- Read. It's impossible to live long enough to learn from all of your own mistakes. That's why books offer such a fantastic educational opportunity. Instead of learning from your own mistakes, learn from the mistakes of others. And when it comes to gambling, that means your education will be cheap. In the past six weeks I have been reading constantly. I recently wrote a review on Winning Craps for the Serious Player. Two days ago I finished a book on video poker. Yesterday I started reading another craps book. I have 6 books from the library on my desk waiting to be read. Books will educate you about the rules of a game, proper etiquette, and the good and bad bets to make. Additionally, the exposure to different ideas and strategies will help you formulate your own.
- Practice. There are some pretty sweet Flash programs that simulate casino table games, many of which can be found at Poorman's Casino. These games allow you to practice different techniques, to get a feel for the rhythm of a game, to learn the rules, to understand how to bet odds, and to see if you even enjoy the game. Don't underestimate the value of practice, especially when no money is at risk.
- Live-fire practice. I have been fortunate that I have been able to make a trip to Black Hawk and to Las Vegas in the past 6 weeks, and I have a trip planned to Black Hawk this weekend. Very unusual for me, as I've never really considered myself to be a gambler. These "live-fire" practice sessions help to acclimate your psyche to the stress and excitement of gambling REAL money in a live gambling environment. I remember when I went to Vegas last March. I didn't hit the tables until my third night there. I was nervous. I was intimidated. I had to psych myself up to walk up to that table. Now it's no problem. I feel very comfortable standing at a craps table.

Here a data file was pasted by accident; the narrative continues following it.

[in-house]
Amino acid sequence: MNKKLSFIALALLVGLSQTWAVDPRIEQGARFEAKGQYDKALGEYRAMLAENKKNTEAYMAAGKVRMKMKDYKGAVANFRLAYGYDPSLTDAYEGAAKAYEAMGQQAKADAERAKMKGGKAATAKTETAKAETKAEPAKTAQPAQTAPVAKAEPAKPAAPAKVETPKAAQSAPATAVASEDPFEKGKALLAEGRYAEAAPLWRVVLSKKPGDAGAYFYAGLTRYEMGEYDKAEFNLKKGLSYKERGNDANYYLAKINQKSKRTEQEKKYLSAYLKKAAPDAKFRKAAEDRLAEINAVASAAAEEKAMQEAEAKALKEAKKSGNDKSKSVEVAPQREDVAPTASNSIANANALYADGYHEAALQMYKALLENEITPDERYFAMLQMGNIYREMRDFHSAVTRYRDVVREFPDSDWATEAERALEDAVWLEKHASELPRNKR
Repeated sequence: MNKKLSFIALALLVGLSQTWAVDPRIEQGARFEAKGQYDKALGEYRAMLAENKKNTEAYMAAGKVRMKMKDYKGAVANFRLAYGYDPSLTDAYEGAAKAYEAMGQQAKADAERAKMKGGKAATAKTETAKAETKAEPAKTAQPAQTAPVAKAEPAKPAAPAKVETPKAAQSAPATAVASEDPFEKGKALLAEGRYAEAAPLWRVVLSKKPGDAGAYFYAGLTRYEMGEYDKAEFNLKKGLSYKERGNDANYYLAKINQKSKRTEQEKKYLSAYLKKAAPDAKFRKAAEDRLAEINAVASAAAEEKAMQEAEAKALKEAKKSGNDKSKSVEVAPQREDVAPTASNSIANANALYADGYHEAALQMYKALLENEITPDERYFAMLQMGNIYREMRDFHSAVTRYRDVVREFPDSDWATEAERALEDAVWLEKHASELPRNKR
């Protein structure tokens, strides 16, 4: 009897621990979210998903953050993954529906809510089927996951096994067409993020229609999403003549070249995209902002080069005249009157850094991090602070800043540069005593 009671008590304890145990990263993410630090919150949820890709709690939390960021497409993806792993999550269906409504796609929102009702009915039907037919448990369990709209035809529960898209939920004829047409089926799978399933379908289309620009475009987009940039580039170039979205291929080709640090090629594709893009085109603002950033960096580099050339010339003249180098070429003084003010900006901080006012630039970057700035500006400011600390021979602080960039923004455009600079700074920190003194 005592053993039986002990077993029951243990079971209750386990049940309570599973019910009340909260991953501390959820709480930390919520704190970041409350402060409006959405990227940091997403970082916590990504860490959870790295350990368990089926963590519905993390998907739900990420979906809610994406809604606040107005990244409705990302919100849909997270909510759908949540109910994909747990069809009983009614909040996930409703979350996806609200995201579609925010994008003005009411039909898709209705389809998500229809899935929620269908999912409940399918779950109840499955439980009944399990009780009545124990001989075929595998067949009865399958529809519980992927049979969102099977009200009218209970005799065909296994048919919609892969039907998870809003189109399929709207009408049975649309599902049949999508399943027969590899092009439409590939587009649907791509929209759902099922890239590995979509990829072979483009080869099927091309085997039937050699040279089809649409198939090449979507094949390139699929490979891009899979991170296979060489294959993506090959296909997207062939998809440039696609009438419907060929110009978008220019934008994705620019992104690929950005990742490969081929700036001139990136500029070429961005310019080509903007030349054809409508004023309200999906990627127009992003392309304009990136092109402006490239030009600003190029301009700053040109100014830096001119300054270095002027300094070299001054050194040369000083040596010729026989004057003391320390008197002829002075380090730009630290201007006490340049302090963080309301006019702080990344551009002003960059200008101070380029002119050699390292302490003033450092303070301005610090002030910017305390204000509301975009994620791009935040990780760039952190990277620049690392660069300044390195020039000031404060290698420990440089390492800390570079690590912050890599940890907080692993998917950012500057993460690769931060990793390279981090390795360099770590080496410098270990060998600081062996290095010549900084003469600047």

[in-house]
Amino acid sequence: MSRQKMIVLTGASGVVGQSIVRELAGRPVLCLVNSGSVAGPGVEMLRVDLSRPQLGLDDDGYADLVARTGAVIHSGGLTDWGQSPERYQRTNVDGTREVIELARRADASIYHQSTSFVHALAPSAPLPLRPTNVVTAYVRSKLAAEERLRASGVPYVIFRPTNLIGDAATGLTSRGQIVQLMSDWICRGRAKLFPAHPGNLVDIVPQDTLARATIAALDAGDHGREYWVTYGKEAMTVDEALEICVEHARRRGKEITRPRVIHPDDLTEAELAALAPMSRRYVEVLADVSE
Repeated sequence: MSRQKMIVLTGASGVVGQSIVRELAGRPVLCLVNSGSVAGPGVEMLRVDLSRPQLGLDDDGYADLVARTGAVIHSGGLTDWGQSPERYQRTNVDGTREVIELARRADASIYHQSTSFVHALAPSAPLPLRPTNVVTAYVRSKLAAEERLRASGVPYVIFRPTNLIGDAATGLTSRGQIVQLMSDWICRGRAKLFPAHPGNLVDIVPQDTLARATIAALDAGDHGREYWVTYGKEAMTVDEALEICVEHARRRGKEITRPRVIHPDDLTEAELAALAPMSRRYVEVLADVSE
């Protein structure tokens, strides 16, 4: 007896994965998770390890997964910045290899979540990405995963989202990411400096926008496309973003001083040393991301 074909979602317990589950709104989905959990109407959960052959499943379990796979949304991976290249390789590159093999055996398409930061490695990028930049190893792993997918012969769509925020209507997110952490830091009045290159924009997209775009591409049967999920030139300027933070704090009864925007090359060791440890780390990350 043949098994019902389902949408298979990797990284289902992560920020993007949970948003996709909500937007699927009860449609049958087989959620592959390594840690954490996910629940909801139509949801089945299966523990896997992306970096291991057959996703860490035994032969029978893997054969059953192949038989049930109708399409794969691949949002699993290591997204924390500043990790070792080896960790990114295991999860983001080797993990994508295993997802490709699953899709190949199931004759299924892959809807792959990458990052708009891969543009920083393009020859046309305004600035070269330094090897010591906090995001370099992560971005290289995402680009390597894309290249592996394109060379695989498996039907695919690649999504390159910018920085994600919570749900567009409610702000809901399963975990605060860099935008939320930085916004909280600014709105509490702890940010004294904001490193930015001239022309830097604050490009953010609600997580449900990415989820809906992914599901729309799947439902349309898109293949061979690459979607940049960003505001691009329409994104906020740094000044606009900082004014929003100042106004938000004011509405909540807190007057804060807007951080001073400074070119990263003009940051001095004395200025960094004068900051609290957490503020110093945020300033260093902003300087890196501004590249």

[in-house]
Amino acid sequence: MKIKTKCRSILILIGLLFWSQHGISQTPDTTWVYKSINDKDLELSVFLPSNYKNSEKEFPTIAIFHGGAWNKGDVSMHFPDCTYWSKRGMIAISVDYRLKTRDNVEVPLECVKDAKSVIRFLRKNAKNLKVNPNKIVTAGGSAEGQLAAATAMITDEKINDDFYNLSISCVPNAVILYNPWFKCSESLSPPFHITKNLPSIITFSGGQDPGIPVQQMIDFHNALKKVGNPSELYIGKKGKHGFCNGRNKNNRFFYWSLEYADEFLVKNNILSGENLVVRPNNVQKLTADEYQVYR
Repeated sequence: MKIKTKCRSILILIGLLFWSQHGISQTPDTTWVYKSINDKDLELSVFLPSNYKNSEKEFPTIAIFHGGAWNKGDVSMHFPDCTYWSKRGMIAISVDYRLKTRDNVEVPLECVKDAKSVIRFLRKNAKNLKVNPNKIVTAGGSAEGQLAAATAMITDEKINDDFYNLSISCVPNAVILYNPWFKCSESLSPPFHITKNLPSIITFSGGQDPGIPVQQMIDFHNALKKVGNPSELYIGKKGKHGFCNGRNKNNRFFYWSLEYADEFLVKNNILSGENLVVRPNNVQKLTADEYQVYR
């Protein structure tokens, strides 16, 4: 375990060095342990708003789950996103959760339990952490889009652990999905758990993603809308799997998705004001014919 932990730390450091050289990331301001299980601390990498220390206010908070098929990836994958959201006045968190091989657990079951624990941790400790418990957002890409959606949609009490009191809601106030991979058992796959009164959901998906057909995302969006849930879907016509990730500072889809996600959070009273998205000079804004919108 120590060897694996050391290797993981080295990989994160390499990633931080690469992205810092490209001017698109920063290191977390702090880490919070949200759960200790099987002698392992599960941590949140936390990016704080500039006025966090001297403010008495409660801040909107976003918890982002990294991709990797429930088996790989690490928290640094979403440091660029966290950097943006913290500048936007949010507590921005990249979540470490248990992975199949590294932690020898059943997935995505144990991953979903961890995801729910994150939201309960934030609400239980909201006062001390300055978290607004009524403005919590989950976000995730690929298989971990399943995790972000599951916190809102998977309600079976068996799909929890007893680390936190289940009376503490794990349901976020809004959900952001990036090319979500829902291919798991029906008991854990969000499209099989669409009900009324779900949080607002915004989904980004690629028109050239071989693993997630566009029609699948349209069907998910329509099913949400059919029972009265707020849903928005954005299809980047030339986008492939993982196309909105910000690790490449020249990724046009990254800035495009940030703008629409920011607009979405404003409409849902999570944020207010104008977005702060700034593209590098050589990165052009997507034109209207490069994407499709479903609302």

- Reflect. A very important part of learning is to give yourself feedback. Think back over a gambling session and mentally replay the bets you placed, the emotions you felt, and the mistakes you made. This is why I bring a reporter's notebook with me so I can mark down every roll of the dice and what I won or lost. Congratulate yourself on what you did right, and make a mental note of what you can do to improve the next time.
- Repeat. You don't learn everything you need to know after one trip to a casino. You may have taken a beating at the tables, but don't be discouraged. Pick yourself up, brush off the muck, learn what you can from the experience and start the next cycle of learning.
For the past six weeks since I began this blog I have earnestly been trying to become a better gambler. My (modest) goal has been to consistently come away a winner during my gambling forays. While I know I have a ways to go, at the same time I feel like I have improved my game. A big part of learning to be better at anything is constant reflection. I thought I would take a moment and fill in the reader with the things I have been doing, and which I feel have been effective in my journey to becoming an Educated Risk-Taker.